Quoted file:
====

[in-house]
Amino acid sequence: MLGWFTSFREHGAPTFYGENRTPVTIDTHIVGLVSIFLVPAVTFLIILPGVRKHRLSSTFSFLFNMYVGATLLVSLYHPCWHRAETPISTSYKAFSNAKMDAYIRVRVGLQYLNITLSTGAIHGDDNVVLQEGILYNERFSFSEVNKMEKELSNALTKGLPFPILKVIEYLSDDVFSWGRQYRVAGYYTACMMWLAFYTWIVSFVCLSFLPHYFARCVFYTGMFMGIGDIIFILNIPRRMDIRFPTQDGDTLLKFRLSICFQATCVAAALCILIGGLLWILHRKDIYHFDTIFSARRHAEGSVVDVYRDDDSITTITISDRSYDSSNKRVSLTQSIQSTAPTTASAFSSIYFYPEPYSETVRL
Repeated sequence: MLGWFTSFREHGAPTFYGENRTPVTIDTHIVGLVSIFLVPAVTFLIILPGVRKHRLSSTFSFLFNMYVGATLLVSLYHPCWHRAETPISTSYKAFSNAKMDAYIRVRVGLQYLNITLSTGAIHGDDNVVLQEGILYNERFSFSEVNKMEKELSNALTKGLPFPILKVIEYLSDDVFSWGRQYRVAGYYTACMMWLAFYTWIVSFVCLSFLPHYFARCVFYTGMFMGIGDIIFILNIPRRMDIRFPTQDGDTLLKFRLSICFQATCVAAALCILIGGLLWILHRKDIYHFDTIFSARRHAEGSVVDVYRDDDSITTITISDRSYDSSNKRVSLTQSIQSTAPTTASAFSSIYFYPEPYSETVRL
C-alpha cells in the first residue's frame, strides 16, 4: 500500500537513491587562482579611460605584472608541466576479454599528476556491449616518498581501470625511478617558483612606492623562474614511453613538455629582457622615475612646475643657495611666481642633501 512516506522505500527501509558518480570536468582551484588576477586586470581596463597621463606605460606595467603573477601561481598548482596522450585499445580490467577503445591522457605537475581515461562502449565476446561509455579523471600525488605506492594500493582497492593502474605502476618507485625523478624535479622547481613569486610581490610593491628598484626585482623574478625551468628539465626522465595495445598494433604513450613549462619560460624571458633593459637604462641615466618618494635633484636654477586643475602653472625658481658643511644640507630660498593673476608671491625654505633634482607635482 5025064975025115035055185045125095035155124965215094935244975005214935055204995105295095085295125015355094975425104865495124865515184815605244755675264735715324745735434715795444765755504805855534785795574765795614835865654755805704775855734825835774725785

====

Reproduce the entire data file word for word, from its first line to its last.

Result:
[in-house]
Amino acid sequence: MLGWFTSFREHGAPTFYGENRTPVTIDTHIVGLVSIFLVPAVTFLIILPGVRKHRLSSTFSFLFNMYVGATLLVSLYHPCWHRAETPISTSYKAFSNAKMDAYIRVRVGLQYLNITLSTGAIHGDDNVVLQEGILYNERFSFSEVNKMEKELSNALTKGLPFPILKVIEYLSDDVFSWGRQYRVAGYYTACMMWLAFYTWIVSFVCLSFLPHYFARCVFYTGMFMGIGDIIFILNIPRRMDIRFPTQDGDTLLKFRLSICFQATCVAAALCILIGGLLWILHRKDIYHFDTIFSARRHAEGSVVDVYRDDDSITTITISDRSYDSSNKRVSLTQSIQSTAPTTASAFSSIYFYPEPYSETVRL
Repeated sequence: MLGWFTSFREHGAPTFYGENRTPVTIDTHIVGLVSIFLVPAVTFLIILPGVRKHRLSSTFSFLFNMYVGATLLVSLYHPCWHRAETPISTSYKAFSNAKMDAYIRVRVGLQYLNITLSTGAIHGDDNVVLQEGILYNERFSFSEVNKMEKELSNALTKGLPFPILKVIEYLSDDVFSWGRQYRVAGYYTACMMWLAFYTWIVSFVCLSFLPHYFARCVFYTGMFMGIGDIIFILNIPRRMDIRFPTQDGDTLLKFRLSICFQATCVAAALCILIGGLLWILHRKDIYHFDTIFSARRHAEGSVVDVYRDDDSITTITISDRSYDSSNKRVSLTQSIQSTAPTTASAFSSIYFYPEPYSETVRL
C-alpha cells in the first residue's frame, strides 16, 4: 500500500537513491587562482579611460605584472608541466576479454599528476556491449616518498581501470625511478617558483612606492623562474614511453613538455629582457622615475612646475643657495611666481642633501 512516506522505500527501509558518480570536468582551484588576477586586470581596463597621463606605460606595467603573477601561481598548482596522450585499445580490467577503445591522457605537475581515461562502449565476446561509455579523471600525488605506492594500493582497492593502474605502476618507485625523478624535479622547481613569486610581490610593491628598484626585482623574478625551468628539465626522465595495445598494433604513450613549462619560460624571458633593459637604462641615466618618494635633484636654477586643475602653472625658481658643511644640507630660498593673476608671491625654505633634482607635482 5025064975025115035055185045125095035155124965215094935244975005214935055204995105295095085295125015355094975425104865495124865515184815605244755675264735715324745735434715795444765755504805855534785795574765795614835865654755805704775855734825835774725785